My work bench turns 30
I don’t have a Roubo bench or a Nicholson bench. But I do Have two benches that have been with me for a long time. They have both undergone changes over the years, both cost me next to nothing to build, and they are both better now than ever. So I thought I would give a quick tour of them and discuss what I have found to be the most useful features in a workbench over the last 30 years.
The way they were…
My current benches go way back to 1985/6. I don’t have a any digital pictures of them back then but I dug up a few to show a bit of the evolution these two benches have gone through. The picture at the left shows the configuration of my main bench when I built it. Originally it was nothing but a slab of 1 1/8″ plywood(salvaged from a office furniture makers scrap heap) laminated together to a thickness of 2 1/4″. The legs were made of the same material and the whole thing was held together with threaded rod and lag screws. It had some holes in the top and some trays under it and that is the way it remained until about 2012. That may not seem like a very useful bench but my concept for many years for a work bench was as a platform to which I could attach various jigs and fixtures. I built both of these benches in the mid-eighties when I was very interested(to put it mildly) in building musical instruments. And they performed very well as a platform for my various work holding jigs.
I had a full assortment of fairly elaborate fixtures that I would attach to these benches. Which meant that I did not want to commit to anything in a bench design except that it be sturdy, the right height, and that it be easy to attach my assortment of fixtures and vises. It was not until I fully embraced traditional hand tool woodworking that I started to feel like my benches needed an upgrade. As I got into more and more traditional hand tool woodworking and became involved in more furniture and tool projects (as opposed to instrument making and boat building) I started to really feel the need for a more conventional hand tool bench.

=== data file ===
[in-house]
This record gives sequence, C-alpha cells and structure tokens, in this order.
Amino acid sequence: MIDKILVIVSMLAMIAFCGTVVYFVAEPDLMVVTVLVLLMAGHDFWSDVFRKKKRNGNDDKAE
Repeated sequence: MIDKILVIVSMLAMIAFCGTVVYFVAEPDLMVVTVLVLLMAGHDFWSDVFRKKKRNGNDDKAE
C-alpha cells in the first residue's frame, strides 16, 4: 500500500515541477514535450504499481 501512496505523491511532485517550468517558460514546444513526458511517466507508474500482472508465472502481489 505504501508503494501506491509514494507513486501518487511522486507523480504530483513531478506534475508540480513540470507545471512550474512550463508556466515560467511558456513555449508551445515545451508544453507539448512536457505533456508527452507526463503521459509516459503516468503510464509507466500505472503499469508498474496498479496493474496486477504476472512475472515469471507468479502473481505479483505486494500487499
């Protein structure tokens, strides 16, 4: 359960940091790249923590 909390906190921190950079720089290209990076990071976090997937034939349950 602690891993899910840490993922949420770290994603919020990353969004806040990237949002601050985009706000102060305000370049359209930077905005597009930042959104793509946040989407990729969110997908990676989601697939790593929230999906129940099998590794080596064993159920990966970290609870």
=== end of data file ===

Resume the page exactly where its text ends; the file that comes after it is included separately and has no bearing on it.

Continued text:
The Bench upgrade of 2012
By now it was 2012 and I was closing in on the end of my cedar strip canoe project. I started to think it was time to upgrade.
For example in the old days I used pipe clamps to power various vise-like fixtures on my bench. I had a pipe clamp powered end vise, and also a pipe clamp 30″ moxon style vise along the long edge of my bench. I say Moxon because that is what people call them now, but this was several years before Moxon vises or Moxon for that matter really entered the common woodworking vernacular. I simply needed a long vise to hold my case sides while I dovetailed them. If I had only known what a ground breaking (re)inventor I was, maybe I could be as famous as Chris Schwarz! (sort of doubt it 😉 So I began by purchasing a decent vise screw from Lee Valley Tools, turning my cowboy pipe clamp end vise into a more proper end vise. I also added a planing stop to the other end of my bench and bought a couple holdfasts from Gramercy Tools. If you have not tried a pair of these yet, leave this post and order them now, you will not be sorry.